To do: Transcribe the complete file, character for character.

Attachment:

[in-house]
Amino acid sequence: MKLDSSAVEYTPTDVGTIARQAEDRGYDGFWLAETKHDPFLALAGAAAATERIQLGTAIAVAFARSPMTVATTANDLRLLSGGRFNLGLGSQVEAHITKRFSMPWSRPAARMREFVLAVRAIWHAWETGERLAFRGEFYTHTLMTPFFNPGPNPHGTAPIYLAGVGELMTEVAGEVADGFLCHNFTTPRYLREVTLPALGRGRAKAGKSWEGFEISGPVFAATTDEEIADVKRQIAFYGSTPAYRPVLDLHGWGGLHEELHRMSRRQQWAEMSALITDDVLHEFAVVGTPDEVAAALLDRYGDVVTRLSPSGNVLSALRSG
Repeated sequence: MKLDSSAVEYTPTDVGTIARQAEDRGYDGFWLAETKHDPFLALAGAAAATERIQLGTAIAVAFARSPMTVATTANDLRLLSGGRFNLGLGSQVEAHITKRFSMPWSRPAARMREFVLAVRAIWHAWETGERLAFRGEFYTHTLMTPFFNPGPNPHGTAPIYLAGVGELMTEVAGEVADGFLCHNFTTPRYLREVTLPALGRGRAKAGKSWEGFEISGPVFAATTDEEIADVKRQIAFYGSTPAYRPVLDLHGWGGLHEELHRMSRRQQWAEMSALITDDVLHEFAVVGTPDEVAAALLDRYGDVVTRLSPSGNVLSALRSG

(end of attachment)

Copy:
[in-house]
Amino acid sequence: MKLDSSAVEYTPTDVGTIARQAEDRGYDGFWLAETKHDPFLALAGAAAATERIQLGTAIAVAFARSPMTVATTANDLRLLSGGRFNLGLGSQVEAHITKRFSMPWSRPAARMREFVLAVRAIWHAWETGERLAFRGEFYTHTLMTPFFNPGPNPHGTAPIYLAGVGELMTEVAGEVADGFLCHNFTTPRYLREVTLPALGRGRAKAGKSWEGFEISGPVFAATTDEEIADVKRQIAFYGSTPAYRPVLDLHGWGGLHEELHRMSRRQQWAEMSALITDDVLHEFAVVGTPDEVAAALLDRYGDVVTRLSPSGNVLSALRSG
Repeated sequence: MKLDSSAVEYTPTDVGTIARQAEDRGYDGFWLAETKHDPFLALAGAAAATERIQLGTAIAVAFARSPMTVATTANDLRLLSGGRFNLGLGSQVEAHITKRFSMPWSRPAARMREFVLAVRAIWHAWETGERLAFRGEFYTHTLMTPFFNPGPNPHGTAPIYLAGVGELMTEVAGEVADGFLCHNFTTPRYLREVTLPALGRGRAKAGKSWEGFEISGPVFAATTDEEIADVKRQIAFYGSTPAYRPVLDLHGWGGLHEELHRMSRRQQWAEMSALITDDVLHEFAVVGTPDEVAAALLDRYGDVVTRLSPSGNVLSALRSG